Neuromodulation. 23(3):301-311, 2020 Apr.
Ward HB; Mosquera MJ; Suzuki J; Mariano TY.
There is a great public health need to identify novel treatment strategies for opioid use disorder (OUD) in order to reduce relapse and overdose. Noninvasive brain stimulation (NIBS) has demonstrated preliminary effectiveness for substance use, but little is known about its use in OUD. Neuromodulation may represent a potential adjunctive treatment modality for OUD, so we conducted a systematic review to understand the state of the current research in this field.
We conducted a systematic review of studies using noninvasive brain stimulation to affect clinical outcomes related to substance use for adults with opioid use disorder. We searched the following online databases: PubMed, The Cochrane Library, PsycINFO (EBSCOhost, 1872-present), and Science Citation Index Expanded (ISI Web of Science, 1945-present). All studies that measured clinical outcomes related to substance use, including cue-induced craving, were included. We assessed risk of bias using the Cochrane Handbook.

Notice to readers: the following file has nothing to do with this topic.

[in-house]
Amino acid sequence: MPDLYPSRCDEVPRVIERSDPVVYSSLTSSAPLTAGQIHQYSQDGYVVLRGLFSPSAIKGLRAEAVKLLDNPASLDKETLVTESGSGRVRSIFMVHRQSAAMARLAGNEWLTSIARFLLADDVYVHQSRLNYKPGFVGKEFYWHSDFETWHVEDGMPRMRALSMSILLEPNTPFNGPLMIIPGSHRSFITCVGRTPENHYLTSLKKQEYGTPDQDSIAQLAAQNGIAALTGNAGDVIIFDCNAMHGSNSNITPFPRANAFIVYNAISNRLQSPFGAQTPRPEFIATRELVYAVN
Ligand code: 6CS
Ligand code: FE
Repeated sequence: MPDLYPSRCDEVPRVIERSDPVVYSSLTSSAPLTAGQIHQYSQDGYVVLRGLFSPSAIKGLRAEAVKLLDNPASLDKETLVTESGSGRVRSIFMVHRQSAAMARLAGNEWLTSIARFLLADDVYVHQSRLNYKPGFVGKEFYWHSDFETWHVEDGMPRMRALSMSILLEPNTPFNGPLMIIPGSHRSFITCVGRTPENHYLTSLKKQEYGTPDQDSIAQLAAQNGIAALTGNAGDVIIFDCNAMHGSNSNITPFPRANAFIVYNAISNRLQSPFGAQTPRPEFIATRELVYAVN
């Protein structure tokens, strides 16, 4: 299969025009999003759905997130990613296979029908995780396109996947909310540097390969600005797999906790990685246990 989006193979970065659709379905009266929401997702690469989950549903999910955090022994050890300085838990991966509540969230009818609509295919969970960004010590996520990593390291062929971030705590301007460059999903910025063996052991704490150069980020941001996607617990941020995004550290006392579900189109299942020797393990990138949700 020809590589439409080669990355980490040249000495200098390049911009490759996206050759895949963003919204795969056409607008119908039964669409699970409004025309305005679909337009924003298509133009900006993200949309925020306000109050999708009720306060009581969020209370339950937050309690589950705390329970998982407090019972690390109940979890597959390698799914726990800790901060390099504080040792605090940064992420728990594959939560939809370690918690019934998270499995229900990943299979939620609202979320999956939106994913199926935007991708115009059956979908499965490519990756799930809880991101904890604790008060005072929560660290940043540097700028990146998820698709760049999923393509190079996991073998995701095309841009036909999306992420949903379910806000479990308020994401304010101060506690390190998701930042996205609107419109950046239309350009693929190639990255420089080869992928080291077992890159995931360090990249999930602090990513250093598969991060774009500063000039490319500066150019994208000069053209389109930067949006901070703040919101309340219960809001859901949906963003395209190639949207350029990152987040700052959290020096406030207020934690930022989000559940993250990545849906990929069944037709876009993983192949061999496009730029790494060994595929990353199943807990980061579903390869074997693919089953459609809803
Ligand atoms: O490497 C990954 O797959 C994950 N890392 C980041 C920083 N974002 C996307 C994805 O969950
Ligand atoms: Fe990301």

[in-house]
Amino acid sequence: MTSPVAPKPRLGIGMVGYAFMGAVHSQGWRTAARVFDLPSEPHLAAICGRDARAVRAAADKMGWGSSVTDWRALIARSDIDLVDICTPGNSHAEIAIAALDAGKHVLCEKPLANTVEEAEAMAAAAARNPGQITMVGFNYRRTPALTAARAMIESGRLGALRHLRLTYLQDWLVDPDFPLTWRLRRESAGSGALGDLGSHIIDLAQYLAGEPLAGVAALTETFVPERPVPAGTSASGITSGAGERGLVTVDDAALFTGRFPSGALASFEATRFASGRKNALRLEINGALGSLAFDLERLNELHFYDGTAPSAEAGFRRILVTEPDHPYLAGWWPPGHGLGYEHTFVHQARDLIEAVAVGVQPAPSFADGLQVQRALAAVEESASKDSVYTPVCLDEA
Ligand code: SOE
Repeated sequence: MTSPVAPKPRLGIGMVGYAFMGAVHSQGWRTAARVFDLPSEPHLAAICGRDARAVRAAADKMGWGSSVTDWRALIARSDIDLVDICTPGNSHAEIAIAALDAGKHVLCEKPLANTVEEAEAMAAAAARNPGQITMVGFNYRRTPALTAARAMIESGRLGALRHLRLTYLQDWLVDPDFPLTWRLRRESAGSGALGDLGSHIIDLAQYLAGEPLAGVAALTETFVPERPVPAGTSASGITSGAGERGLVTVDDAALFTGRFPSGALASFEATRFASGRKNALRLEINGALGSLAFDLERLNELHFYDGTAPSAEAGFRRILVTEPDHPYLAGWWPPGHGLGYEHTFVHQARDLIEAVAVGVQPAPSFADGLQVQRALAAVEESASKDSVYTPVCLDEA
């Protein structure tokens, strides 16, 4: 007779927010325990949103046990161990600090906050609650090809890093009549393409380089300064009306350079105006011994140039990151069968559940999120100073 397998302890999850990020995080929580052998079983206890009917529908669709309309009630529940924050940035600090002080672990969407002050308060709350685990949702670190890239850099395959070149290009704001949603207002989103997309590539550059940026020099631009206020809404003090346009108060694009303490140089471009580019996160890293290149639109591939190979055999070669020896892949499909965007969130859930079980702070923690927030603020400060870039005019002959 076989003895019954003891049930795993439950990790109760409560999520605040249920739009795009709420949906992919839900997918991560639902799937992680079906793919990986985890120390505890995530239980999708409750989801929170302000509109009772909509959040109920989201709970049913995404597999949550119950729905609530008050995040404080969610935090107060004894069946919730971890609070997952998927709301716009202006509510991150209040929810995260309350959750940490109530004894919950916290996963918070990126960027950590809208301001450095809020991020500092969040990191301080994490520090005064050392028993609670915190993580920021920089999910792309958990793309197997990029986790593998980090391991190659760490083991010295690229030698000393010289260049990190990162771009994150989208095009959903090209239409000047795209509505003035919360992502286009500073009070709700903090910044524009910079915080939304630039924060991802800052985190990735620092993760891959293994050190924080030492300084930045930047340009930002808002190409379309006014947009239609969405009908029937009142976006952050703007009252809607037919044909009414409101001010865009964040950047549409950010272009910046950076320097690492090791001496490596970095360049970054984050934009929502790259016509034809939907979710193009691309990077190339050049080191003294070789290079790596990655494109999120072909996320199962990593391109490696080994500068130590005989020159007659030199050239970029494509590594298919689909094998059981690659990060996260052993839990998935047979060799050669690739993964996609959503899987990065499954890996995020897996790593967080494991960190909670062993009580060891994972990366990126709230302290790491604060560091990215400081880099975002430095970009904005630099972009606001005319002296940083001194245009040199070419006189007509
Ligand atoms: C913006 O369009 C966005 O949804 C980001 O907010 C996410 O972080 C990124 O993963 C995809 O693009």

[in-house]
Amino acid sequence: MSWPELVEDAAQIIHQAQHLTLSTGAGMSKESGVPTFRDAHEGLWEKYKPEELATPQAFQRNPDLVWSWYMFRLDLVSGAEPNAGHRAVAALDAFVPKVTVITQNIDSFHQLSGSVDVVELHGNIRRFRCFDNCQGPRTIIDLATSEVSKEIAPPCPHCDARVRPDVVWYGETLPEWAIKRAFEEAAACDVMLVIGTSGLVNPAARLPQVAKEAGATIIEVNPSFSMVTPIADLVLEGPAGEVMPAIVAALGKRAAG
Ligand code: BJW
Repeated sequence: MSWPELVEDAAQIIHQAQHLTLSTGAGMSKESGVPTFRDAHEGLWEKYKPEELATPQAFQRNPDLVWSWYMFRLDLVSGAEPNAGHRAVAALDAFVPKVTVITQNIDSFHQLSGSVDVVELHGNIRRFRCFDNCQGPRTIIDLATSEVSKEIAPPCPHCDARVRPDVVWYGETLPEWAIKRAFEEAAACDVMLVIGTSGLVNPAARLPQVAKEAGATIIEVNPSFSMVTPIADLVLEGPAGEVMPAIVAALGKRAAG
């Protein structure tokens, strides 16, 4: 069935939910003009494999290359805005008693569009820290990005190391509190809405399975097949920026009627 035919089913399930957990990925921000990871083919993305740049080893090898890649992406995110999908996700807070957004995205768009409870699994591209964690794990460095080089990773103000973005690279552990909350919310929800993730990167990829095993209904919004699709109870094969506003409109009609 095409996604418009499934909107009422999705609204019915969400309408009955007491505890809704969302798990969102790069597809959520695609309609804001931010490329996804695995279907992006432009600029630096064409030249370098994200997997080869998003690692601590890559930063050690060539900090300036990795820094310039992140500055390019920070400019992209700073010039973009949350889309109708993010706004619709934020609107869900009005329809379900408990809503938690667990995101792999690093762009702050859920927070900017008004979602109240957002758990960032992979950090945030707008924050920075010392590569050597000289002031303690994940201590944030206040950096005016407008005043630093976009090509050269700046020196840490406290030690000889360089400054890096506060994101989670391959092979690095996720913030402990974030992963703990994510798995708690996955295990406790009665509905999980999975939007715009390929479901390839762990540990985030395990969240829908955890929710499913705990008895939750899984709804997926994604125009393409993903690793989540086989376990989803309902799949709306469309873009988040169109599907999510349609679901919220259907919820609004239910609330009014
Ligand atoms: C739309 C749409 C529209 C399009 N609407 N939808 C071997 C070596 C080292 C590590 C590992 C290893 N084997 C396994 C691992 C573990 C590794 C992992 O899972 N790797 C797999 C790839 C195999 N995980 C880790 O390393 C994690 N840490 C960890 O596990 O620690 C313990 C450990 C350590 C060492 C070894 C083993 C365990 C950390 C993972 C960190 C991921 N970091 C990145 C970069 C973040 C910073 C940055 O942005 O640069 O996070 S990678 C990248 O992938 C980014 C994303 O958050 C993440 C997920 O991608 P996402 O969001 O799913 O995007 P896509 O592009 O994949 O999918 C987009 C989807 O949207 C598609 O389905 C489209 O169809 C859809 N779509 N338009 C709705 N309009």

The initial search yielded 5590 studies after duplicates were removed. After screening titles and abstracts, 14 full-text studies were assessed for eligibility. Five studies were determined to meet inclusion criteria with a combined total subjects of N = 150. Given the paucity of studies and small number of total subjects, no quantitative analysis was performed. These studies used TMS (n = 3), tDCS (n = 1), and the BRIDGE device (n = 1), a noninvasive percutaneous electrical nerve field stimulator, to reduce cue-induced craving (n = 3), reduce clinical withdrawal symptoms (n = 1), or measure substance-use-related cortical plasticity (n = 1).
There is a dearth of research in the area of noninvasive brain stimulation for OUD. NIBS represents a novel treatment modality that should be further investigated for OUD.